Our response to intimate partner violence isn’t working, and the proof is in the prevalence. Despite a movement spanning over 40 years, 1 in 4 women and nearly 1 in 2 transgender people still experience intimate partner violence in the U.S. So, what are we getting wrong about this violence? The answer lies in how we frame the problem. We approach intimate partner violence solely through crisis intervention, when in reality it is an asset-building issue.
SURVIVORS ARE TRAPPED IN ABUSIVE SITUATIONS AS A RESULT OF FINANCIAL INSECURITY
We need earlier interventions that support survivors before they are so financially devastated by abuse that their only options are living in danger or becoming homeless. We also need an enduring continuum of support that goes beyond the immediate aftermath of crisis to ensure that survivors and their families can continue to financially recover, heal, and build the financial security they need to remain safe.
Treating intimate partner violence as an asset-building issue requires that we consider the other intersecting systemic inequalities that impact survivors’ ability to build wealth.
THE SOLUTION: INVEST IN SURVIVOR WEALTH
Intimate partner violence is an asset-building issue and must be addressed as one.
Long-term safety for survivors begins with financial security and investment in survivor wealth. Survivors need living wage employment. Survivors need savings and other assets. Survivors need wealth. When faced with costs reaching six figures compounded by the effects of economic abuse (no job, no cash, no savings), minimum-wage work will not lead to safety, healing, and recovery. Through products, services, early interventions, and enduring continuums of support that center on survivors’ needs, we can disrupt the cycle of intimate partner violence in the U.S. and create generational safety, health, wealth, and prosperity.
In this brief, we explore three existing unmet needs that contribute to survivors’ inability to build wealth: money, tailored asset-building support, and safe and responsive banking and credit services. Within each identified need, we discuss specific issues facing survivors, strategic actions in response to those issues, as well as innovative ideas and existing promising practices to help funders take action to prioritize survivor wealth.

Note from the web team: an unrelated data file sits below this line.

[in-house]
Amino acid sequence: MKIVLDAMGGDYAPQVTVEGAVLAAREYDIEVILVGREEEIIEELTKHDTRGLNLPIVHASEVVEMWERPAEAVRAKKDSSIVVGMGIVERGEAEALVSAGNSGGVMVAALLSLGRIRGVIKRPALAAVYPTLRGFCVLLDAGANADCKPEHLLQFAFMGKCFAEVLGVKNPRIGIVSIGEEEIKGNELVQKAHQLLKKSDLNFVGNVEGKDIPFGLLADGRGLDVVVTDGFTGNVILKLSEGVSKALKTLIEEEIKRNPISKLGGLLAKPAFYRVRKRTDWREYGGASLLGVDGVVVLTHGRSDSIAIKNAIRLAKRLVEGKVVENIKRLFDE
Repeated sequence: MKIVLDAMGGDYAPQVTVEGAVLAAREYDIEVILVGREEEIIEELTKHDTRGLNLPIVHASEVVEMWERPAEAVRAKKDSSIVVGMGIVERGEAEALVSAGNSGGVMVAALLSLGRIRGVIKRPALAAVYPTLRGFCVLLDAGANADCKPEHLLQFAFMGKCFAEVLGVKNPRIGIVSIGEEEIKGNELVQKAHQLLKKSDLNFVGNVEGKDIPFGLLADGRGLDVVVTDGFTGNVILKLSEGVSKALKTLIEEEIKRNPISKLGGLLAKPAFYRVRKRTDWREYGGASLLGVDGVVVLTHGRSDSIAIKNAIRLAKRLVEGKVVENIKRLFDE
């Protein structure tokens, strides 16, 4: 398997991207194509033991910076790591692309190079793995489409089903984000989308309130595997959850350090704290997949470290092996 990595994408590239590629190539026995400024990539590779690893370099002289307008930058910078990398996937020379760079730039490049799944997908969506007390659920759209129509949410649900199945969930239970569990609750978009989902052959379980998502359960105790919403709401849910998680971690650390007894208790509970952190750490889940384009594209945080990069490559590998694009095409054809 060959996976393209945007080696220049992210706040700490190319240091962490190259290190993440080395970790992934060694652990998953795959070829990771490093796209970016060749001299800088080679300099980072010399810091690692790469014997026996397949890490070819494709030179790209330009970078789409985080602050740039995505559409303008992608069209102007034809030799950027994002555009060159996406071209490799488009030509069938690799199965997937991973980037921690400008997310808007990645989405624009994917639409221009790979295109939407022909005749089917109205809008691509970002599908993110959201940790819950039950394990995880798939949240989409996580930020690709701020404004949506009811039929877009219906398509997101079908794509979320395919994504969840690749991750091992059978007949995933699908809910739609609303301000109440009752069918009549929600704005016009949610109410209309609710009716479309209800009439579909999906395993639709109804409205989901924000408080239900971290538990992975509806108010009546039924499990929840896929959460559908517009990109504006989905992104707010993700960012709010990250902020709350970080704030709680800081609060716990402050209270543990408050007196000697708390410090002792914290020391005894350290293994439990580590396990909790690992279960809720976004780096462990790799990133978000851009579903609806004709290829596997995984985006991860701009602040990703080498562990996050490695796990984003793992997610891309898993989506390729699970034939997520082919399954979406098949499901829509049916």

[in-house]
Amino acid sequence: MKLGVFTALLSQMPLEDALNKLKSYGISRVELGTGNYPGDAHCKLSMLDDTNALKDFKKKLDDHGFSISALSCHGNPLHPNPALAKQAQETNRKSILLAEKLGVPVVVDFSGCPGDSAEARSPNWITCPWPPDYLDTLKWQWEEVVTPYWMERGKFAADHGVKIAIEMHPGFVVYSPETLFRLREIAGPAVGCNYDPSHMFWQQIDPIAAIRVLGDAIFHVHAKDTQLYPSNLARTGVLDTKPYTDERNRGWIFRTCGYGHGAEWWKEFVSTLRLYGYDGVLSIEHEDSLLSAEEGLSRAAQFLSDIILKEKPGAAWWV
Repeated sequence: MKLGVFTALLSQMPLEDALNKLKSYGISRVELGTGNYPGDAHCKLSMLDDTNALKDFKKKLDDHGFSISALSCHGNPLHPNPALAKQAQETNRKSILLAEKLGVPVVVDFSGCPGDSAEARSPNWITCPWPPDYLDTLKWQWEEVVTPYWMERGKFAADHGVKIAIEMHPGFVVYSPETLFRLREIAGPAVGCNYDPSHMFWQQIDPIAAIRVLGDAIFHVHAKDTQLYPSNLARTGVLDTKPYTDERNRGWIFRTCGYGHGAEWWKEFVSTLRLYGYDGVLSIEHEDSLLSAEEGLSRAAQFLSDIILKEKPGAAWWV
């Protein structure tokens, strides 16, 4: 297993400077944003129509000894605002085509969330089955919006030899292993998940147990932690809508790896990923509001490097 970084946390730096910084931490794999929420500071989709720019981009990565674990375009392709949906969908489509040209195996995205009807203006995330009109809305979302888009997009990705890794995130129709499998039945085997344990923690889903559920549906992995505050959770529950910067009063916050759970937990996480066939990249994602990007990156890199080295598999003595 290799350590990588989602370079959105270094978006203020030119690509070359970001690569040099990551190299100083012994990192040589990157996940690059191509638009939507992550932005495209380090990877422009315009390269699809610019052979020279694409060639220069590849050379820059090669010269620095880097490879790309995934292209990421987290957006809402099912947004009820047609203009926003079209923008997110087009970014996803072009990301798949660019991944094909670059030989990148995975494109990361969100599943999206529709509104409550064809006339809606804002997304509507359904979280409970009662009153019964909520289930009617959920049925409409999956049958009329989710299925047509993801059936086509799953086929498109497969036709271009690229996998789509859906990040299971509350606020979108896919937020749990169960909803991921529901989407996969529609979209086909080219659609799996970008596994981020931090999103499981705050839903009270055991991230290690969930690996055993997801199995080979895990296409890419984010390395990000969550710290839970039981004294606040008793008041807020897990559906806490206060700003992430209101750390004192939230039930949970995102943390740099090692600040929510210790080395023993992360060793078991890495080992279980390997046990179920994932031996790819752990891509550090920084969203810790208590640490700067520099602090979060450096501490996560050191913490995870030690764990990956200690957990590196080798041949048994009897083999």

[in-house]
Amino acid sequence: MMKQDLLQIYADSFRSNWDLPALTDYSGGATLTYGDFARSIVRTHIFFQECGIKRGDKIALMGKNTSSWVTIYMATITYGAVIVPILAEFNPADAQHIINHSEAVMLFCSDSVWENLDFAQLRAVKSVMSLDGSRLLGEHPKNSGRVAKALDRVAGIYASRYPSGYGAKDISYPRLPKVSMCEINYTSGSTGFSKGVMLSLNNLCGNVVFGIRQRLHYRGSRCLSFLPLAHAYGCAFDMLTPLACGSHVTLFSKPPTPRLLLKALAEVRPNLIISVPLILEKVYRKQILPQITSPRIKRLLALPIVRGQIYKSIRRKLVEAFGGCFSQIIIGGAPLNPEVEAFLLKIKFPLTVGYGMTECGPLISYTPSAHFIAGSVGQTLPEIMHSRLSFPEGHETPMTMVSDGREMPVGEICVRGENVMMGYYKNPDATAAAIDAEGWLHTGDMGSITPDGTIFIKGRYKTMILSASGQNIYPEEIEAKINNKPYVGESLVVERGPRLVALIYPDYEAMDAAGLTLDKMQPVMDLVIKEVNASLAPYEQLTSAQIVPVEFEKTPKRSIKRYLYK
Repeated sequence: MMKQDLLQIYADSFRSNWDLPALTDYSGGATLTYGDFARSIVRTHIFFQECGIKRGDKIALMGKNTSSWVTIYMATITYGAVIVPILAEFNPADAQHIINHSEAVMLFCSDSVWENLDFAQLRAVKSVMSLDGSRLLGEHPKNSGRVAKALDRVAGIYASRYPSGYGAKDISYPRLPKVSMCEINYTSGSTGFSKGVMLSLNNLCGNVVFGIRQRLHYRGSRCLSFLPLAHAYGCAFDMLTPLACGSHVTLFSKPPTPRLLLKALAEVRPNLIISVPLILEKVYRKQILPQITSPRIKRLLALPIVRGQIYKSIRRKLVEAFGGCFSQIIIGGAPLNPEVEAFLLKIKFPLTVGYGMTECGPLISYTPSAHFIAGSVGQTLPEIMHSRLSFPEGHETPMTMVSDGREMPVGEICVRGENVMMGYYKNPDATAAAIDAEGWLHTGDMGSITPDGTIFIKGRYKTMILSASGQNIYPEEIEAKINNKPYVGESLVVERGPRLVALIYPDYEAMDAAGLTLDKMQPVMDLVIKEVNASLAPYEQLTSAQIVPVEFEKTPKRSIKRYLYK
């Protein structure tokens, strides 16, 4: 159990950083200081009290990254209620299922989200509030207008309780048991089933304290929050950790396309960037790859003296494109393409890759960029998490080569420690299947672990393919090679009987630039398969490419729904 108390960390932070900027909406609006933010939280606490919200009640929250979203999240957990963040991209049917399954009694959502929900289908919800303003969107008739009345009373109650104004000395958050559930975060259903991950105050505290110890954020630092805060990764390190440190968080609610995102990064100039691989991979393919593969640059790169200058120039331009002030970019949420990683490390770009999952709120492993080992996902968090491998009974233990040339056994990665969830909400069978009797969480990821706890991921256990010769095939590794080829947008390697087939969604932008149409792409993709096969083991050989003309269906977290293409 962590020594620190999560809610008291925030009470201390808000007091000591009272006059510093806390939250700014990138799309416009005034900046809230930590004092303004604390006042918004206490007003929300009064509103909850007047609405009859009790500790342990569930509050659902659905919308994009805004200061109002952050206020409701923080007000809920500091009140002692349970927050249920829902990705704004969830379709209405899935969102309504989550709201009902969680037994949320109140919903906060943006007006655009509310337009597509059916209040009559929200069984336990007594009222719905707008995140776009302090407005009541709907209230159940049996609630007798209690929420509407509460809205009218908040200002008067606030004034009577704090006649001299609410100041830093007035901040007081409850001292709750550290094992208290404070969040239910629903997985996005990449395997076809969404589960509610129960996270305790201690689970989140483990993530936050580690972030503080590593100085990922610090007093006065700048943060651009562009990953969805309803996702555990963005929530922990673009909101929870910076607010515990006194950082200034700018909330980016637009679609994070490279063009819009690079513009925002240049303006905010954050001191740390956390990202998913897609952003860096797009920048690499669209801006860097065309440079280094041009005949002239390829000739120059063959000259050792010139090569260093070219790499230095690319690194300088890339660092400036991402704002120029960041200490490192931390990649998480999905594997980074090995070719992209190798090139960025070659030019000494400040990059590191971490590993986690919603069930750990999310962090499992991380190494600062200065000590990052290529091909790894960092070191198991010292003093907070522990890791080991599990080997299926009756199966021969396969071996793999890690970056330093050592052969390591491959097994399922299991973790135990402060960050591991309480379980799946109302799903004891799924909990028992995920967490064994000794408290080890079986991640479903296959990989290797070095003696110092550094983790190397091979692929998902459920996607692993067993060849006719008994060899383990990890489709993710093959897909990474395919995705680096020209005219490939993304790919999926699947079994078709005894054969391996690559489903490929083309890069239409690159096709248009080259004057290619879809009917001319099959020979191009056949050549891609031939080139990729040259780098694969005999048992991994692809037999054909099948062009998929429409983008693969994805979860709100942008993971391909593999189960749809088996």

— SURVIVORS NEED MONEY —
Survivors don’t have the cash they need to secure their safety.
The reality is, safety often means completely starting over — and starting over is expensive. Survivors need cash and the freedom to spend it as they see fit so they can cover a range of costs.
LIFT is a nonprofit organization working to help families break the cycle of poverty. In addition to financial coaching support, LIFT gives families quarterly unrestricted cash transfers of $150 for two years, up to a total of $1,200. After one year of participation in the LIFT program, 62% of members who received at least three cash transfers were able to save money in the prior three months, compared with only 39% of members who joined LIFT before the cash transfers were initiated.
Up to 60% of survivors lose their job as a result of the abuse.
The experience of intimate partner violence is incredibly disruptive to a survivor’s employment. This disruption can take many forms — survivors missing work to deal with any number of urgent matters (seeking medical attention, obtaining a restraining order), harm-doers preventing survivors from going to work, or at times disruptively showing up to a survivor’s workplace.
SURVIVORS NEED TAILORED SUPPORT-BUILDING ASSETS
ASSET-BUILDING PRODUCTS ARE NOT MADE FOR SURVIVORS
Most of these products assume that users have at least some disposable income, access to assets, and financial capability to navigate and use the products. However, as a result of intimate partner violence, survivors rarely have the foundational assets, resources, or confidence necessary to benefit from these products.
THE MOVEMENT TO END IPV IS NOT ABLE TO PRIORITIZE ASSET BUILDING
Survivors can’t stay safe without financial security, but they are not getting the support they need to build financial security when they seek services.
Service providers and shelter leadership identify a lack of unrestricted funding as a barrier to doing financial work with their clients.
SURVIVORS NEED TAILORED SUPPORT TO BUILD ASSETS
Creditors and credit-reporting agencies provide little to no relief for ipv-related fraudulent and coerced debt.
Existing banking systems do not support survivors
Banking as a survivor is not always easy or safe. Harmdoers use banks to commit economic abuse through tactics such as monitoring and controlling survivors’ online bank accounts, using banks to locate survivors after they leave, and incurring debts in a survivor’s name.